Meaning fresh curd in German, quark is a creamy, white cheese made from milk. Homemade versions of quark vary, with some recipes requiring more ingredients than others. When using buttermilk in the quark making process, the buttermilk works to add flavor and create the curds that form cheese. When buttermilk is left out of the picture, standalone cultures and enzymes must be utilized to get the job done.
Curds and Whey
Quark cheese is nothing more than curdled milk. In the cheese-making process, mesophilic cultures speed up this curdling process. These cultures work at low temperatures to breakup the milk -- forming curds and whey -- while enhancing flavor at the same time. Adding rennet enzymes slightly increases acidity, encouraging separation of the curds, which form the quark cheese, and the whey -- a liquid byproduct you can discard.
Cultured buttermilk itself is a mesophilic culture that can be used as a standalone starter for making cheese. Simply lining a sieve with cheesecloth, placing it over a large pot, and pouring 1 gallon of cultured buttermilk into the sieve starts the quark-making process. Set the sieve and pot in the refrigerator to strain overnight, stirring occasionally with a wooden spoon to aid in the separation. After straining, spoon the contents of the sieve -- the quark -- into a bowl.
Buttermilk and Whole Milk
Buttermilk cultures form curds when added to milk. Pour whole milk into a medium pot and simmer at 170 degrees Fahrenheit. Remove it from heat, cover the pot and bring it to room temperature. Whisk cultured buttermilk into the whole milk, keeping a ratio of 4 cups whole milk to 3 tablespoons of buttermilk. Leave the mixture to curdle overnight and pour into a cheesecloth-covered sieve over a pot, refrigerate overnight, stirring occasionally with a wooden spoon. Spoon the quark from the sieve into a bowl.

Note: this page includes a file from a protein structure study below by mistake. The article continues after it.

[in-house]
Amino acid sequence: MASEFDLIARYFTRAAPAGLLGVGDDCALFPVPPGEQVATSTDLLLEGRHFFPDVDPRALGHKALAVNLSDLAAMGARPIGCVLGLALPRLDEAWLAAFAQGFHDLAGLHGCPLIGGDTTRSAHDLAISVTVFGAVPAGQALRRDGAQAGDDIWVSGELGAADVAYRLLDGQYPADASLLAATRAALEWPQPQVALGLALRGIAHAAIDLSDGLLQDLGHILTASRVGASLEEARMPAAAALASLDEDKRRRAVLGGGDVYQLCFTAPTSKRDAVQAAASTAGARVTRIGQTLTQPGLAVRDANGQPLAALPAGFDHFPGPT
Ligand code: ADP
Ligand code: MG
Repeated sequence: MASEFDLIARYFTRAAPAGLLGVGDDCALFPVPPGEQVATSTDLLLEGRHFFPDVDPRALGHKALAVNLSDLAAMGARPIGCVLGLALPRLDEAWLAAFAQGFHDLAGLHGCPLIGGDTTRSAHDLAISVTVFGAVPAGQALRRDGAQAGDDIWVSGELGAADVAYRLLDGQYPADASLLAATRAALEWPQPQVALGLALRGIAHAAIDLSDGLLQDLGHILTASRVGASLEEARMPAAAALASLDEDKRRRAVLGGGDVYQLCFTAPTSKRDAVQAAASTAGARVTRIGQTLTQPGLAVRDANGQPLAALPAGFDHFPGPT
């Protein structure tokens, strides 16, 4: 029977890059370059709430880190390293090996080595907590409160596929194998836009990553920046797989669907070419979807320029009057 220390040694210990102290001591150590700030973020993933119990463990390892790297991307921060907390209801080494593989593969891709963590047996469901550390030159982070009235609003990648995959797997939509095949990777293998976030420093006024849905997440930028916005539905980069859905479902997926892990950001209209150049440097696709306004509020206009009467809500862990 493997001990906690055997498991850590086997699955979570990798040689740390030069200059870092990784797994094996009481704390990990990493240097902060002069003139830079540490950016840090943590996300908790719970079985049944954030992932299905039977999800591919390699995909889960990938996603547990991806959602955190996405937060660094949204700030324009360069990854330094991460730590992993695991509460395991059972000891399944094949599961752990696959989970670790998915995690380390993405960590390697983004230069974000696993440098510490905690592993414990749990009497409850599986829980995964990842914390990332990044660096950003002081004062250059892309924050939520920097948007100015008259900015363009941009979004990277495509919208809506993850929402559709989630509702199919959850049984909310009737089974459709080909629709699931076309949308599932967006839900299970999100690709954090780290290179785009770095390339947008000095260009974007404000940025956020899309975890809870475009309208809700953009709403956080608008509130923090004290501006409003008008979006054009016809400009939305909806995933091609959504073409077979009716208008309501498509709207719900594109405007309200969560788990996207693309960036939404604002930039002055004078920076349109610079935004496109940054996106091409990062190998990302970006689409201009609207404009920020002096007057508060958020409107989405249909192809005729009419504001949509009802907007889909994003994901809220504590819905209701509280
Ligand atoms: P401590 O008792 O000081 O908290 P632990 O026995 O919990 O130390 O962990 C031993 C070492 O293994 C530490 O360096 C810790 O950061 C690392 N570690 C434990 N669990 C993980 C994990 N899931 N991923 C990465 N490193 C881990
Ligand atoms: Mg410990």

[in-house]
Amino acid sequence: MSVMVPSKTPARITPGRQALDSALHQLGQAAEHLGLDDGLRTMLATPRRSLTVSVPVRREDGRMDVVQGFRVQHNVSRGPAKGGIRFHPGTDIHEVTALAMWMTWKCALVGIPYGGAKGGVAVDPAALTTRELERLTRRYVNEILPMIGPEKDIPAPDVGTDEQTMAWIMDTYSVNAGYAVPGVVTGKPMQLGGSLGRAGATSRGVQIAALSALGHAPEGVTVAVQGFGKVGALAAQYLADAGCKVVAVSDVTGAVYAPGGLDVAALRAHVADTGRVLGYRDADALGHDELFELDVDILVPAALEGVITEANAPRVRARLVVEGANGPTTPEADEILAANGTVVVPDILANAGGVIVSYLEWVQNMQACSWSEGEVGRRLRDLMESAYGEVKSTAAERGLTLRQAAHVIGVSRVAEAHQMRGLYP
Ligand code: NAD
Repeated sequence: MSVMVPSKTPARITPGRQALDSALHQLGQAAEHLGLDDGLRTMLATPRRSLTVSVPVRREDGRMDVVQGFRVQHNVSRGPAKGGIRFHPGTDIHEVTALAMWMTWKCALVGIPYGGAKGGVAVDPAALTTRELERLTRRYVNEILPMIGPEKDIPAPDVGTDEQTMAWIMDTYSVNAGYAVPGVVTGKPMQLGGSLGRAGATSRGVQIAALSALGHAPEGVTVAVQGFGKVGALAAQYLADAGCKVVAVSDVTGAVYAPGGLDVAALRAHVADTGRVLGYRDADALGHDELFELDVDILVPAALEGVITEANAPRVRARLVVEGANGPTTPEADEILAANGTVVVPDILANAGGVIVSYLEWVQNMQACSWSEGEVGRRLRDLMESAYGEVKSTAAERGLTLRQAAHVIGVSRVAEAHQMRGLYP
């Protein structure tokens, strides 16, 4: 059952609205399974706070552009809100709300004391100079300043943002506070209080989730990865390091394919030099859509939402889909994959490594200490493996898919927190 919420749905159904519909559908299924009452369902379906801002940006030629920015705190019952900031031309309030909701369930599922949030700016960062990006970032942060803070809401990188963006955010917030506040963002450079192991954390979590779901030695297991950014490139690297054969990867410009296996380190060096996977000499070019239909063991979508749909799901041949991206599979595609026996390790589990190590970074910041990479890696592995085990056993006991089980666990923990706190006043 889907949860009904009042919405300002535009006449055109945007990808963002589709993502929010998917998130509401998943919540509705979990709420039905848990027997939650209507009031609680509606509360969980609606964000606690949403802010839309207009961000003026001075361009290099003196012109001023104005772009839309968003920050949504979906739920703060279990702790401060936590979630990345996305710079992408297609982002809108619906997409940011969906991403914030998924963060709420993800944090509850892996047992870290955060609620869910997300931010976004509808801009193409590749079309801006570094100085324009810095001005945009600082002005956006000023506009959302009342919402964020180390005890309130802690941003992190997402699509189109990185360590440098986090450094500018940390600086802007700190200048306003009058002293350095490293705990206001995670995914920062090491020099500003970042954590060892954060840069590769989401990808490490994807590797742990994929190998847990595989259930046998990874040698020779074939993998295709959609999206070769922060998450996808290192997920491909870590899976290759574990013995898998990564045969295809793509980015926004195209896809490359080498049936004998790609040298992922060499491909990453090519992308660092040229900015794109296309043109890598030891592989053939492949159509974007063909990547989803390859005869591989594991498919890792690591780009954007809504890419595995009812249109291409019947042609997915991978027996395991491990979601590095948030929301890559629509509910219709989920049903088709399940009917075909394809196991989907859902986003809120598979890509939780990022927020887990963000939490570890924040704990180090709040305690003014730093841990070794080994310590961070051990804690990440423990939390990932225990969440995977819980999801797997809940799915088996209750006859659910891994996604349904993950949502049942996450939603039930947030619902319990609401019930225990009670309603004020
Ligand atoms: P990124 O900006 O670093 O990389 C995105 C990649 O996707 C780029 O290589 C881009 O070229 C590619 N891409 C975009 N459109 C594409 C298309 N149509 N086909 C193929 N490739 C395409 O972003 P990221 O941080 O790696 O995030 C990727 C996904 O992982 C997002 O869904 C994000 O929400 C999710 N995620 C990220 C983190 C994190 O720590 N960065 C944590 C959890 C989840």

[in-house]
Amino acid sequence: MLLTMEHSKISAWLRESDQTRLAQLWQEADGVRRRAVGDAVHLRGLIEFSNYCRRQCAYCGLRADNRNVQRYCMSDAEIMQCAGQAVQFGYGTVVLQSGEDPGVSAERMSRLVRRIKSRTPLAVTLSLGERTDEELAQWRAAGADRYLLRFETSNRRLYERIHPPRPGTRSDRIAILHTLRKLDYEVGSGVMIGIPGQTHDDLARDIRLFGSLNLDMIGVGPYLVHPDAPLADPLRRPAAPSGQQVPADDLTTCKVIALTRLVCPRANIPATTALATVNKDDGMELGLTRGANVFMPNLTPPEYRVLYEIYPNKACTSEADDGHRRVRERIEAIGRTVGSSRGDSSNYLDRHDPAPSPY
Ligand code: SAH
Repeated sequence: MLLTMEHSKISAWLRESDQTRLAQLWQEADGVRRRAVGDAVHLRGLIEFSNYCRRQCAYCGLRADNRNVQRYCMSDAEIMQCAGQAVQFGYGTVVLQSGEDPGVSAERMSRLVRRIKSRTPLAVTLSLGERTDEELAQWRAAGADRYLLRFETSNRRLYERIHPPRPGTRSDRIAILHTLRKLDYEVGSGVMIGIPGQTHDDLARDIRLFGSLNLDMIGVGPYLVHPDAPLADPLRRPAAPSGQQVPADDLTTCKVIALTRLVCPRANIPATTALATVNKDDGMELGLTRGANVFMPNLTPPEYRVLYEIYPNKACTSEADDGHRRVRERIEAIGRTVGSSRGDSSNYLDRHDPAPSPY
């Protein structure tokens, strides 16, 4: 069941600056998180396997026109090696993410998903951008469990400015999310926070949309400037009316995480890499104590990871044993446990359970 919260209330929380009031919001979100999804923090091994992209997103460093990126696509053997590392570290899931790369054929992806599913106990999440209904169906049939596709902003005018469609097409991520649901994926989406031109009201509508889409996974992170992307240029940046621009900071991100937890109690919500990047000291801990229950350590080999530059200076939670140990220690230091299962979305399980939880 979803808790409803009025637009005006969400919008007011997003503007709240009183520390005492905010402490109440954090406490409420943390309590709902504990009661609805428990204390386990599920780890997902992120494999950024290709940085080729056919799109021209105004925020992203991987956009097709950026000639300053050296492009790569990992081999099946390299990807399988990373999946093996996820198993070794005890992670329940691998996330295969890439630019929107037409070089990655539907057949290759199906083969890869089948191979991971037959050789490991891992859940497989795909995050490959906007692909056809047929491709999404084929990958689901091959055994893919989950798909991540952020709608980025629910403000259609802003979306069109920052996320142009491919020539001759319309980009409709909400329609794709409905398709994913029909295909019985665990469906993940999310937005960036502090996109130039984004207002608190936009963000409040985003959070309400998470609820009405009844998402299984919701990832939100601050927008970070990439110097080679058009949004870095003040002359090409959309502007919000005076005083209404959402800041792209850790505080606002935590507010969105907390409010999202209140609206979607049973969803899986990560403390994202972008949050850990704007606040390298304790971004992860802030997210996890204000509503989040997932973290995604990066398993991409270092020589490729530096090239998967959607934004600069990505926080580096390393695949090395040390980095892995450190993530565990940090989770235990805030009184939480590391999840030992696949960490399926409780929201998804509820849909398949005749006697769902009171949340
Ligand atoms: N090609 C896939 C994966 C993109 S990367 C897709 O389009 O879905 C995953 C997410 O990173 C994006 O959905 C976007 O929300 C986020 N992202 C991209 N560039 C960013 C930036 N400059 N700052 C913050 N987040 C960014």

Cultures and Enzymes
Instead of buttermilk, two packets of mesophilic cultures and a rennet enzyme tablet dissolved in 1/4 cup of water work in harmony to separate milk, forming curds. Add both to a mixture of 1 gallon 1 or 2 percent milk and 1 gallon of whole milk, heated to 77 F and cooled for five minutes. Cover the pot with a towel and allow the milk to sit at room temperature for 24 hours as the liquid and curds separate. Move the curds to a cheesecloth-covered sieve, drain another four hours, leaving only the quark behind in the sieve.
- Photo Credit bit245/iStock/Getty Images
Difference Between Yogurt & Curd
Because of their diversity and similar origins, yogurt and curd are commonly mistaken as one and the same. This pair of milk-born...
How to Make Cheddar Cheese at Home
Making traditional cheddar cheese at home is not especially difficult, but it is time-consuming. You should set aside an entire day to...